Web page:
Now, this tends not to be a huge problem with outdoor weed growing, as there tends to be some wind or at least an occasional breeze outside, but it can still sometimes happen of course.

However, this can be and often is a big problem when growing weed indoors.

Often, people growing weed on a budget in a small room or a grow tent will neglect to get some good fans and ventilation systems.

Therefore, the solution to prevent stagnant air and maintain good airflow is to get yourself a good weed grow room or grow tent ventilation system, complete with ducting and an air extractor.

A couple of small air fans to create airflow will help as well.

3. Excessive Moisture

Perhaps the single biggest thing which causes mold to grow on weed plants is excessive moisture. Mold requires a lot of humidity to really grow and spread.

So, if it is perpetually raining outdoors, you constantly overwater the soil, or the overall humidity in your grow room is far to high, it can indeed cause mold to grow and spread.

If we are talking about outdoors, you may want to get some posts and tarps to cover up the plants before it rains, although if you just live in a very humid environment, when growing outdoors, there’s not much you will be able to do.

However, when growing weed indoors, you can prevent mold from occurring due to excessive humidity by keeping the grow room or grow tent properly ventilated, by maintain the right temperature, and a good old dehumidifier works wonders too.

Getting Rid of Mold on Cannabis Plants

As discussed in great detail, prevention is the best treatment hands down. However, if you do find yourself dealing with moldy weed plants, quite honestly, you are in some trouble.

No, of course there are some treatments and solutions, although they are limited in number and effectiveness.

The big problem with mold is that once your plants have it, even if you manage to get rid of some of it, or even treat a whole plant, mold spores are quite resilient and numerous.

Permanently getting rid of mold is exceedingly difficult. If one plant has it, chances are that it has already spread to the others in the vicinity.

Cut & Run

Quite honestly, the best treatment for moldy weed plants is to cut and run.

Mold is so hard to get rid of, that even if you manage to contain it or treat a part of a plant for the time being, chances are that you will never really get rid of it.

Sooner or later, the chances are that the mold will spread to all of the plants and kill them all.

Therefore, the best solution, if you notice that your weed plants are moldy, is to cut off the sections with mold ASAP and throw them out.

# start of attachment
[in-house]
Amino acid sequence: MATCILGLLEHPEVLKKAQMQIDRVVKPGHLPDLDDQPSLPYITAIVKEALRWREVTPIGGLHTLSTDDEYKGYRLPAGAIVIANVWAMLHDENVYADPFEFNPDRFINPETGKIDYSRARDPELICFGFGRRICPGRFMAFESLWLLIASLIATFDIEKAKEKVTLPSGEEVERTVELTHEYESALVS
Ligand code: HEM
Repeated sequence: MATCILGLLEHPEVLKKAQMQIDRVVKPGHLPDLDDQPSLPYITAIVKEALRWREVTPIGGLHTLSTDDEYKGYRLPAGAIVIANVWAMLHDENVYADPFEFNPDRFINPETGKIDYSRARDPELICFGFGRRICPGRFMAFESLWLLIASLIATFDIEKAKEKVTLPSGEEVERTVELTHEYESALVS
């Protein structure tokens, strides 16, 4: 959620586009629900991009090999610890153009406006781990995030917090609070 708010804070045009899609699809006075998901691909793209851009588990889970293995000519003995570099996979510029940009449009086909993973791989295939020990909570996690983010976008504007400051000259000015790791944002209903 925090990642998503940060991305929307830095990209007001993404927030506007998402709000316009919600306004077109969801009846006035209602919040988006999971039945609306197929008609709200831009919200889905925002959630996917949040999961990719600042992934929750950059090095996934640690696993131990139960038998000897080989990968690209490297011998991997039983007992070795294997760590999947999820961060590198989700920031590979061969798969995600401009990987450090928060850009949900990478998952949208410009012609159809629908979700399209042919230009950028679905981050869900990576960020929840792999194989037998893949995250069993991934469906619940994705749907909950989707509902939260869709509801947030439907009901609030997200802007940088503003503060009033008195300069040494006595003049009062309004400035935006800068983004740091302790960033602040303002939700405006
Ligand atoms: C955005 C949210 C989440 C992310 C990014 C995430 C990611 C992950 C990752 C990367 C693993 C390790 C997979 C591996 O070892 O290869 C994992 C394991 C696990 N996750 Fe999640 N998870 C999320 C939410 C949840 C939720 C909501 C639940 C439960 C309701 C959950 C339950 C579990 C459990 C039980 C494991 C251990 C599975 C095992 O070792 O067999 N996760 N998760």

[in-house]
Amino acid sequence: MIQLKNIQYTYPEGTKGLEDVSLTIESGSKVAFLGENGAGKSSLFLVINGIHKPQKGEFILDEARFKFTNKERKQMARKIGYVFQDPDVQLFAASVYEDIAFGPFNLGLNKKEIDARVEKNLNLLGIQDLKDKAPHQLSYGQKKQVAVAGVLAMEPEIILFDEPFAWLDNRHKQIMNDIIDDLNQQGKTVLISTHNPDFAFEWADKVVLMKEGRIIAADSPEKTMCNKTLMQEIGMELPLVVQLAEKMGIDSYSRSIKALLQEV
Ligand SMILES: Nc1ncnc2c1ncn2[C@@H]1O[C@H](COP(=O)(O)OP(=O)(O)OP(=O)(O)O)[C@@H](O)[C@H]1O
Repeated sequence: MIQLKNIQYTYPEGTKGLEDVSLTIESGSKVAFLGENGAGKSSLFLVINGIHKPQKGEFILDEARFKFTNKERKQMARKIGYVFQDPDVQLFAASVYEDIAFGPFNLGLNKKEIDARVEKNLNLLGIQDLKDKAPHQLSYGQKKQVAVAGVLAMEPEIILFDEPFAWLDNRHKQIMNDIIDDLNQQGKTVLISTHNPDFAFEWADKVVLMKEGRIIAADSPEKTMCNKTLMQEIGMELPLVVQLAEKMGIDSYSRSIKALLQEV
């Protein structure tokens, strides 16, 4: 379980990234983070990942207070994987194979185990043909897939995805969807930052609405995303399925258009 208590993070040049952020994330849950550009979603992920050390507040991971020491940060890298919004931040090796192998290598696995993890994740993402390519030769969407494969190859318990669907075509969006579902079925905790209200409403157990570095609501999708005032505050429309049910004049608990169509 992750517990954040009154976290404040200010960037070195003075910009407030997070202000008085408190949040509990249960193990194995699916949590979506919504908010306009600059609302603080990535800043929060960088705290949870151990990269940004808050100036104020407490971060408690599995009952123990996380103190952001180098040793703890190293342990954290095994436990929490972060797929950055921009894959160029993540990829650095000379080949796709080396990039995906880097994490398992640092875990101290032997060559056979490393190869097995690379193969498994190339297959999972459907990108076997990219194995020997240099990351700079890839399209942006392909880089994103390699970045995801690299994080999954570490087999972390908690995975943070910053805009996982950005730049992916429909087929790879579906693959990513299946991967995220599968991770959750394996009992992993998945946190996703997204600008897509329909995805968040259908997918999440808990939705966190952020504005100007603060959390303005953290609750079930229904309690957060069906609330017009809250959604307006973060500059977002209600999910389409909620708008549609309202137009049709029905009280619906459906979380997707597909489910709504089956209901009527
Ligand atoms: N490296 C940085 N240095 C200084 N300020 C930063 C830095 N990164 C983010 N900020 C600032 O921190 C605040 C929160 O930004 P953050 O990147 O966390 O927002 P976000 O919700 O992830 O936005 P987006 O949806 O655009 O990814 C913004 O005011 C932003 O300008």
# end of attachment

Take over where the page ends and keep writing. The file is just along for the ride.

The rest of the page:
For botrytis and white mildew alike, if the infestation is severe, it’s best to get rid of the whole plant to prevent the healthy ones from suffering the same fate.

You will also want to move the healthy plants to anew space for the time being, one that has not yet been infected with mold spores.

For Botrytis

When it comes to botrytis, this is literally impossible to get rid of completely. Now, you can use a fungal spray that can help control the spread of the bud rot.

However, even the best sprays will usually only contain the spread of but rot, not eliminate it.

However, certain botrytis sprays can allow your weed plants to last until harvest.

However, this is quite a gamble, because botrytis, if not properly contained, will spread quickly, and yes, it is very harmful to weed plants and even to humans as well.

For White Mildew

White powdery mildew is a little easier to deal with. Here, you can mix two teaspoons of cider vinegar with a liter of water, or make a mixture of 60% milk and 40% water. Put either mixture into a spray bottle and generously coat your plants.

Make sure to not only spray your weed plants where you can see mold. As we discussed before, mold is often hard to see, so it’s best to spray the whole plants.

Both will work to kill powdery mildew, but if the caser is severe, it may not remove it all, and it may not remove enough to really control the growth and spread of it.

For powdery mildew, you can also use a fungicide, a special spray used to kill mold. However, if the case is severe, even these may not kill all the mold.

Moreover, it’s also hard to kill the mold spores floating in the air. You have to get rid of all mold and spores for this to be effective.

All of that said, do keep in mind that fungal sprays will absorb into the weed, and it will negatively affect the smell and taste of the weed.

Fungal sprays will often cause the weed to be of a lower quality. Moreover, smoking weed coated in mold or fungal sprays is not very healthy.


When all has been said and done, although there are some sprays that be used as mold treatments on cannabis plants, the usually are not 100% effective. Yes, prevention is the best thing you can do here.

Simply put, the best solution when you find mold on your weed plants is to immediately separate the healthy plants from the sick ones, and immediately get rid of the affected plants.

It’s best to get rid of the sick weed plants and have a good chance of keeping the healthy ones from developing mold.


My passion for the sticky icky started nearly a decade ago, and it all began when I first laid my eyes on the beauty that is the marijuana plant.

I cover all aspects of growing from equipment recommendations to plant health/care tips to help both new and experienced growers.